A coveted “anchor” tenant when the mall opened in 1973, the 185,000-square-foot department store was moribund for years before it finally closed in 2018. Back then, signs plastered over the former Sears entrance in Briarwood’s east corner promised “more shopping, dining & entertainment” were in the works.
But owner Simon Property Group was already struggling to fill the space it had. It took an ownership stake in Sears to delay its closing, and in 2016 did the same with Aeropostale. Last year, it bought Forever 21 out of bankruptcy, and in November agreed to pay $1.75 billion for bankrupt JCPenney.
Short term, Simon’s moves keep its malls looking good by preventing more vacancies. Long term, it’s giving the company more control over their future: Sears had previously owned its own buildings, but as part of the 2016 deal, Simon gained control.
Now it’s unveiled plans to demolish the Briarwood Sears. The company has made no formal announcement and did not return calls or emails–but a recent for-rent listing by Colliers International shows a four-story building on Sears’ site.
“I’ve been talking to Simon Properties to redevelop Briarwood for this kind of use the past four or five years,” says commercial real estate broker Jim Chaconas, who runs Colliers’ Ann Arbor office. “Big tech and other large companies want to do business in our town, and downtown doesn’t have the space, parking, or housing options they need.”
“Developers are looking at how to repurpose old, underperforming mall space,” says Neil Saunders, managing director and retail analyst at GlobalData Retail. “They put those plans on hold early in the pandemic, but now the dust is settling, and they’re starting to look at those plans more seriously again.”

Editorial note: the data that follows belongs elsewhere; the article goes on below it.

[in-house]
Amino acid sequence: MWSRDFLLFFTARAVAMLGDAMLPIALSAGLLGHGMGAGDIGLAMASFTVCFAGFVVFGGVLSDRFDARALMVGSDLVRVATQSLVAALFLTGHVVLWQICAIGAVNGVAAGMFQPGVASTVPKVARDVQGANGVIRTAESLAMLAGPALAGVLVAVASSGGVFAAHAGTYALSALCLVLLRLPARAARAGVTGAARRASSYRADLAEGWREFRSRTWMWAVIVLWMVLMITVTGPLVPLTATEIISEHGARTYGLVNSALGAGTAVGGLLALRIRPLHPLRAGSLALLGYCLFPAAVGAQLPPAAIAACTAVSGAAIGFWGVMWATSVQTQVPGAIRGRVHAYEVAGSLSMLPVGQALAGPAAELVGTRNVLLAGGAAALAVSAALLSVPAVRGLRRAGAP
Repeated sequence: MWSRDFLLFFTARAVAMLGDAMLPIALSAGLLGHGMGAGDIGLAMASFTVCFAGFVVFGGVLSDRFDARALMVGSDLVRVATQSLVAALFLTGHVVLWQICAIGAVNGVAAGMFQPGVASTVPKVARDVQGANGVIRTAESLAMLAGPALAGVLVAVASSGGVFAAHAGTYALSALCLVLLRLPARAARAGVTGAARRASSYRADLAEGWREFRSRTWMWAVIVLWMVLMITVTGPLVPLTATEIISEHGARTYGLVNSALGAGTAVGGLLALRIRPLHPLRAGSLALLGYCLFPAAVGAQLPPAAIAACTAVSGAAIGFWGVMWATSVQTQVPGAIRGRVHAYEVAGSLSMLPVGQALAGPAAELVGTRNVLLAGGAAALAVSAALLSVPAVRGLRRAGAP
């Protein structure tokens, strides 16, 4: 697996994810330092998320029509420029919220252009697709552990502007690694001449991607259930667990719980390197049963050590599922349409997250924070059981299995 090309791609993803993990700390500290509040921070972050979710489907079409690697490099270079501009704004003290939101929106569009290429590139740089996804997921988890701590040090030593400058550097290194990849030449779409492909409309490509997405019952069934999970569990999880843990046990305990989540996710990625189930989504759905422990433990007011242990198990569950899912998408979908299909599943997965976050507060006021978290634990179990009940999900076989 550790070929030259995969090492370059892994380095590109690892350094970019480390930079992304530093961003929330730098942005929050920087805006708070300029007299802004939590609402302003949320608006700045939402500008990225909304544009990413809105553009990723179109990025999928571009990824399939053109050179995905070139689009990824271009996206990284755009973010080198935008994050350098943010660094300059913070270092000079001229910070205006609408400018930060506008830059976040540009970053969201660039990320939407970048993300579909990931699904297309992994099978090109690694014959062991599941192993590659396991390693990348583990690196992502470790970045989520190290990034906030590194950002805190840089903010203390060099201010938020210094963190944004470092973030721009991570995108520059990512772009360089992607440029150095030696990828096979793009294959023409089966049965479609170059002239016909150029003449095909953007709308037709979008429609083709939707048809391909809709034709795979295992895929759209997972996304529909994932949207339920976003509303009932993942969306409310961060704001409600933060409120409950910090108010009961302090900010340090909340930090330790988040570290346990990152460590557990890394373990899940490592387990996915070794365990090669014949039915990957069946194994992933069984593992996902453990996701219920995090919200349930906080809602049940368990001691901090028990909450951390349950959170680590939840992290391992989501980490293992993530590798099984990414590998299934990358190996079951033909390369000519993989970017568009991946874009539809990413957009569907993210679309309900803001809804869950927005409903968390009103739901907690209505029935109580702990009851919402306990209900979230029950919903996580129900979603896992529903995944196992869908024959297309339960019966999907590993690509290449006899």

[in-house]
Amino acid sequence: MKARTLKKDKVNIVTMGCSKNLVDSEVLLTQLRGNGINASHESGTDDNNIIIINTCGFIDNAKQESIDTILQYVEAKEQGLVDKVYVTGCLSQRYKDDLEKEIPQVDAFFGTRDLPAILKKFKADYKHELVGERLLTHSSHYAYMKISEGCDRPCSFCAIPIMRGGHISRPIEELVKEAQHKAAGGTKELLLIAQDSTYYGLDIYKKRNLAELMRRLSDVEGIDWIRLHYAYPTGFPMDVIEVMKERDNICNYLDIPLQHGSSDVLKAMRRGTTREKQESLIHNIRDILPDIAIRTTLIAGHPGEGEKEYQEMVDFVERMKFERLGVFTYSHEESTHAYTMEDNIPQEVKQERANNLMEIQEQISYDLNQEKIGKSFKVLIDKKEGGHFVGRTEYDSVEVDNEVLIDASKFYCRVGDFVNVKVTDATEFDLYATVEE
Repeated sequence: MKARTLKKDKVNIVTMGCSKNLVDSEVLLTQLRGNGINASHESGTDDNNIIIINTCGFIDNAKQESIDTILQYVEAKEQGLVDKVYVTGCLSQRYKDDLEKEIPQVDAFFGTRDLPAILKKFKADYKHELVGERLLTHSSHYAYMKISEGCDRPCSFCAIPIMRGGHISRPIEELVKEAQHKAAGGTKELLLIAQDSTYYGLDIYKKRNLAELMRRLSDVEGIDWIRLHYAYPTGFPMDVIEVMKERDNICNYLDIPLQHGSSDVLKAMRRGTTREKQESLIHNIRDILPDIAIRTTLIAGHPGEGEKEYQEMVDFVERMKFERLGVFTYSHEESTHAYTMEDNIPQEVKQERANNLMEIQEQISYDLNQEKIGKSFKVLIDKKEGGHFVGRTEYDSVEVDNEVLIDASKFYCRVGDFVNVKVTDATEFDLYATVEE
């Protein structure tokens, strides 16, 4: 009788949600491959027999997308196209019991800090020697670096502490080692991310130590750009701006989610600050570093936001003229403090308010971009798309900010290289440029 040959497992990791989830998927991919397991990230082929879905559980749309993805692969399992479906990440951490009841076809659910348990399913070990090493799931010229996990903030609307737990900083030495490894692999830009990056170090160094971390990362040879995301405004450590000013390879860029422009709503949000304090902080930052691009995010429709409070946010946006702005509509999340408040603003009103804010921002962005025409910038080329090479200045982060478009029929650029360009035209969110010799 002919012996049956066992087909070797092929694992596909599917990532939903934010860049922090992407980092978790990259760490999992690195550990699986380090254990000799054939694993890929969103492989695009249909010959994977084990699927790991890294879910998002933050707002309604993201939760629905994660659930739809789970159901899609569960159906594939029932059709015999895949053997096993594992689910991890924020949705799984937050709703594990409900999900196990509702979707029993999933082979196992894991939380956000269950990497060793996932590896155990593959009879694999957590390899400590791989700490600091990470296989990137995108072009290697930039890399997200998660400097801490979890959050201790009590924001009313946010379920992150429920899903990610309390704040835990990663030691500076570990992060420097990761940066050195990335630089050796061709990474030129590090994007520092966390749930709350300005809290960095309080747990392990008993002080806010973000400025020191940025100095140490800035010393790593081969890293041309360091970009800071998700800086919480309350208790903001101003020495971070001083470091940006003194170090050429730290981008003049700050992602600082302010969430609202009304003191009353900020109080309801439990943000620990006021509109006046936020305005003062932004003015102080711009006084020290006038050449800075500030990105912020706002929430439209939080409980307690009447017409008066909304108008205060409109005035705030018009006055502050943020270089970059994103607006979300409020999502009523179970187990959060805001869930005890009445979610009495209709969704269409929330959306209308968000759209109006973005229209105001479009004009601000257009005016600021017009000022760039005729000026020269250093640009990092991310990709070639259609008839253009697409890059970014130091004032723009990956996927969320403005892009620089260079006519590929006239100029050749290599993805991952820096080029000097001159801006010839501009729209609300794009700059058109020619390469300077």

Colliers is marketing the proposed LEED-certified building for research and development, office, or medical use. Rent is listed at $35 per square foot, with occupancy in 2023.
If it’s successful, the building will be just the first step in Simon’s post-Sears vision for Briarwood. The listing also shows a “proposed gourmet grocer” and a large block labeled “proposed residential.”
“There’s a view that mixed-use developments are a much more sustainable use of land than a retail-focused mall,” says Saunders. “This is especially so if housing is included.”
Ann Arbor-based Oxford Companies owns many properties nearby, including the landmark 777 Building. In a May 2019 Observer article, CEO Jeff Hauptman sketched a vision of a reimagined Briarwood as the center of a vibrant “suburban-urban” district.
This could be the beginning of that transformation–if Colliers can find tenants for the space. With the pandemic still out of control, Chaconas has yet to receive any serious inquiries.